There appears to be lots of ‘doom and gloom’ around brown coal generation in Victoria’s Latrobe Valley under the carbon tax.
It is far from obvious that this is justified – at least in the next few years.
Indeed, while there may be a switch to gas-fired plant under the $23 per tonne (CO2 equivalent or CO2-e) tax in the longer term, not much is likely to happen in the short term – except the price of electricity will rise – unless the government throws money at Hazelwood to convince International Power to close it down.
Why? Using figures from John Freebairn’s paper (here), brown coal produces about 1.26 tonne CO2-e per MWh and gas fired plant at least 0.4 tonne CO2-e per MWh. So a $23 tax adds about $29 per MWh to brown coal’s cost and about $9 per MWh to gas. So the tax gives gas a $20 per MWh ‘cost advantage’ relative to coal.
Now in the short term (i.e. with existing plant rather than new plant), viability in the National Electricity Market depends on a generator’s short-run marginal cost (SRMC). If the price is above a generator’s SRMC then the generator is getting a return on its capital.
Otherwise, it is not. So in the short-term, gas will only be able to underbid base-load brown-coal generation if its SRMC (without the tax) is no more than $20 above brown coal.
Hmmm. I don’t think that is the case. John doesn’t have much data in his paper, and SRMC depends on the price of the input fuel. But I think the gap is usually estimated at approximately $25 per MWh or more for SRMC.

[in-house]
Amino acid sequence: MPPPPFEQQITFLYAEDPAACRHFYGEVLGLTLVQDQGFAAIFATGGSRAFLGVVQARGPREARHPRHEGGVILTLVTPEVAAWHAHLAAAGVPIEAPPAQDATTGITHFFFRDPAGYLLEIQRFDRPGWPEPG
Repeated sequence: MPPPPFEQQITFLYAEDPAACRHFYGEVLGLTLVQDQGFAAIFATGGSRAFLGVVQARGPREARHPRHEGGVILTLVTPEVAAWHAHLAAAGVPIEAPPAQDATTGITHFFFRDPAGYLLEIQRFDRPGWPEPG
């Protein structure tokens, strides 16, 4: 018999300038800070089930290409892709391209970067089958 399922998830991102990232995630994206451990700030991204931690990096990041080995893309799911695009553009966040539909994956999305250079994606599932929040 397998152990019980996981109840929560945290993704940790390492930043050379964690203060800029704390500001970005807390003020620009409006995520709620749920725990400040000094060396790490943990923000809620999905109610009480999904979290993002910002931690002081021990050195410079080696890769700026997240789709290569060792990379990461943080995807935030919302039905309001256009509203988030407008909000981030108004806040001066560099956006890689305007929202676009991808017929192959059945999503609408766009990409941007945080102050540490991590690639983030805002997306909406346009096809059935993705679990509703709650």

This is broadly in line with two reports cited by John although the lower figure says that gas can profitably underbid coal with a $17.50 per tonne tax (the other estimate is $40 per tonne for gas to profitably underbid coal).
So the most likely result is that the tax will push up the cost of brown-coal generation by more than gas-fired generation, but not by enough to create profitable switching with existing plant.
So all that will happen is that the higher SRMC will be reflected in the spot electricity price (in other words – passed through to retailers who will either be allowed to pass it through to consumers or they will go bankrupt very fast).
Of course, as John notes, even if there is switching, current gas capacity is so low that the brown coal plant will still be dispatched most of the time. And, even with the tax, the SRMC of brown coal is less than the long run marginal cost of new gas-fired plant – so there is unlikely to be rapid development of new gas fired plant to displace more brown coal generation.
So in the short term there is unlikely to be a problem for the Latrobe Valley unless we think that a price rise for electricity will lead to large demand reductions. The owners of current brown coal plants will make a lower return on capital but they are unlikely to find it profit maximising to shut down.
The longer term is more interesting. Switching will depend on the cost of building new plant versus maintaining old coal-fired plant.
And the tax (or ETS) may alter this decision so new gas fired plant will replace brown coal plant as the latter is retired over the next few decades.
So, for the Latrobe Valley, the carbon tax itself should not be creating too much consternation in the short term. Of course, the federal government may throw some money into the mix to hasten the closure of Hazelwood. That may stop International Power from complaining but the future of the Valley will depend on where any new gas-fired plant is built.
Given that the transmission infrastructure already runs to the Latrobe Valley and it is relatively close to gas supplies, even this prospect should not concern the Valley residents too much.
This originally appeared on Core Economics and has been reproduced with permission.